BreakPoint: Rising THC levels show we're in a marijuana emergency

Cannabis plants growing at an indoor True North Collective facility are shown in Jackson, Mich., Wednesday, March 2, 2022. Over the past few years, Jonny Griffis has invested millions of dollars in his legal marijuana farm in northern Michigan, which produces extracts to be used in things like gummy bears and vape oils. But now that farm — like many other licensed grows in states that have legalized marijuana — faces an existential threat: high-inducing cannabis compounds derived not from the heavily regulated and taxed legal marijuana industry, but from a chemical process involving little-regulated, cheaply grown hemp. (AP Photo/Paul Sancya)

In early March 2021, the U.S. Senate's Caucus on International Narcotics Control released a report on the increasing potency of marijuana products available on the market. At the time, America was just a year into the pandemic and related lockdowns, so marijuana policy was not front and center on everyone's mind. It should have been. In fact, the findings contained in the report can be described as shocking. A more creative, but just as accurate, title for this 58-page report would be "This Isn't Your Grandpa's Weed."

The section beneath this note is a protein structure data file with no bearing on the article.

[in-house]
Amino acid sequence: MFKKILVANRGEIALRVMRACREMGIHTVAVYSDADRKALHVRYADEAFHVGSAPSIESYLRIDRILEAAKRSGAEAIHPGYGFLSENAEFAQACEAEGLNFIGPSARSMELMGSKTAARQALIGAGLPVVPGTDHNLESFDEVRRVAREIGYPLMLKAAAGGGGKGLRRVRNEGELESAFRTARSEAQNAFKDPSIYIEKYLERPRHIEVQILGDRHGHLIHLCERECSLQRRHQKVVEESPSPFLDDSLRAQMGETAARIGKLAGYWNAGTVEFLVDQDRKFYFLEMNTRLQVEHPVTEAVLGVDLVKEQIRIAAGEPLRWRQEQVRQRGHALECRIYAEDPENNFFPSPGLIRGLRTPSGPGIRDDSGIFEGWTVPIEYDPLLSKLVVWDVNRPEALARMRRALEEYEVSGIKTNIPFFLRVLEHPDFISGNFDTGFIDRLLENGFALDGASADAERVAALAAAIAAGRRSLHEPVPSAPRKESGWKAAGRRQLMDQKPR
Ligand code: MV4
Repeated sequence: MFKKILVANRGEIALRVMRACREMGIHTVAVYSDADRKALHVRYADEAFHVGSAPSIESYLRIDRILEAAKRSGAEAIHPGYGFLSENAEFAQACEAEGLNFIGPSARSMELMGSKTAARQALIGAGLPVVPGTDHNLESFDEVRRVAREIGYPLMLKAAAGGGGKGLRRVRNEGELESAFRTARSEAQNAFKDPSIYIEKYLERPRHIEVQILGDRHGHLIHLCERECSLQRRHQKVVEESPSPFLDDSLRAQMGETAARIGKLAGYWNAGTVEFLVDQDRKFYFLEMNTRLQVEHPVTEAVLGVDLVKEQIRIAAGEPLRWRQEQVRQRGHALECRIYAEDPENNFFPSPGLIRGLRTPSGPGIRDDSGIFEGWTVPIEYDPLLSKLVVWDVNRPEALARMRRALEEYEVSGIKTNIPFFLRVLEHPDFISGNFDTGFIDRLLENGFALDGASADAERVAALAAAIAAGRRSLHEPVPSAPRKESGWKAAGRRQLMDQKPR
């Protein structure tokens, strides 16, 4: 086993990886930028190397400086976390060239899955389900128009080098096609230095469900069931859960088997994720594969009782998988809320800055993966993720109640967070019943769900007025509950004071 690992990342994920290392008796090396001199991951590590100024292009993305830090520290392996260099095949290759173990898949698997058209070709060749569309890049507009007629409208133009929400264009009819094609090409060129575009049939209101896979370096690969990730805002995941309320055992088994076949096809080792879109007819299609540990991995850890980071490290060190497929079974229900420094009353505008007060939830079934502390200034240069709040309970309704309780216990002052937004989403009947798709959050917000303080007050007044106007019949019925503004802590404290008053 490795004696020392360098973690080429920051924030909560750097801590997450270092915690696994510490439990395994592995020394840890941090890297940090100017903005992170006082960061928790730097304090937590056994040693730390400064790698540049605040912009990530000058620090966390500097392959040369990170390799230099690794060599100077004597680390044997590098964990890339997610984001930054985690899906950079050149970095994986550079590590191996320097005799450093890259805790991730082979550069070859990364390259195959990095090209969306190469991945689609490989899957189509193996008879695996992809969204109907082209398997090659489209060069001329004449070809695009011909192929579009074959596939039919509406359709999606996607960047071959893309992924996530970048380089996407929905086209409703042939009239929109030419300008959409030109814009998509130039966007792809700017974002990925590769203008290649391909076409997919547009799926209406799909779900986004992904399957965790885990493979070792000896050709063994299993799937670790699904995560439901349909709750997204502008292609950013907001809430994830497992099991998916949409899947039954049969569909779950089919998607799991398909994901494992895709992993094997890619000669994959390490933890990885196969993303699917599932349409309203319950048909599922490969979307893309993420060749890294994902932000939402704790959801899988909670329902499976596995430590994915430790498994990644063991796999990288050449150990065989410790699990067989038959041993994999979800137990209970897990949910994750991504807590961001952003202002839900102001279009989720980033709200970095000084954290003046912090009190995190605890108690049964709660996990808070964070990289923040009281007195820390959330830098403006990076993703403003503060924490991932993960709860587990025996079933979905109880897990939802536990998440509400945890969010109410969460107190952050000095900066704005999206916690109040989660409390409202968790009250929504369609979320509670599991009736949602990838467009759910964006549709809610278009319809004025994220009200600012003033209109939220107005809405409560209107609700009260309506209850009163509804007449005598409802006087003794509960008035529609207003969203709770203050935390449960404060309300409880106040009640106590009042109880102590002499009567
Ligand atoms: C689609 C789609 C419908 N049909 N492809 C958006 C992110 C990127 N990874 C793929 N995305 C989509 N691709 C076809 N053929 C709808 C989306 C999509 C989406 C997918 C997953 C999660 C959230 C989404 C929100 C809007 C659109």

Included in the findings, the THC levels in marijuana products are soaring. THC is the psychoactive chemical that gives pot users a high and reportedly provides relief from pain and nausea. In recent years, high-potency products have become more common. In 1990, the average concentration of THC in a marijuana plant was 4%.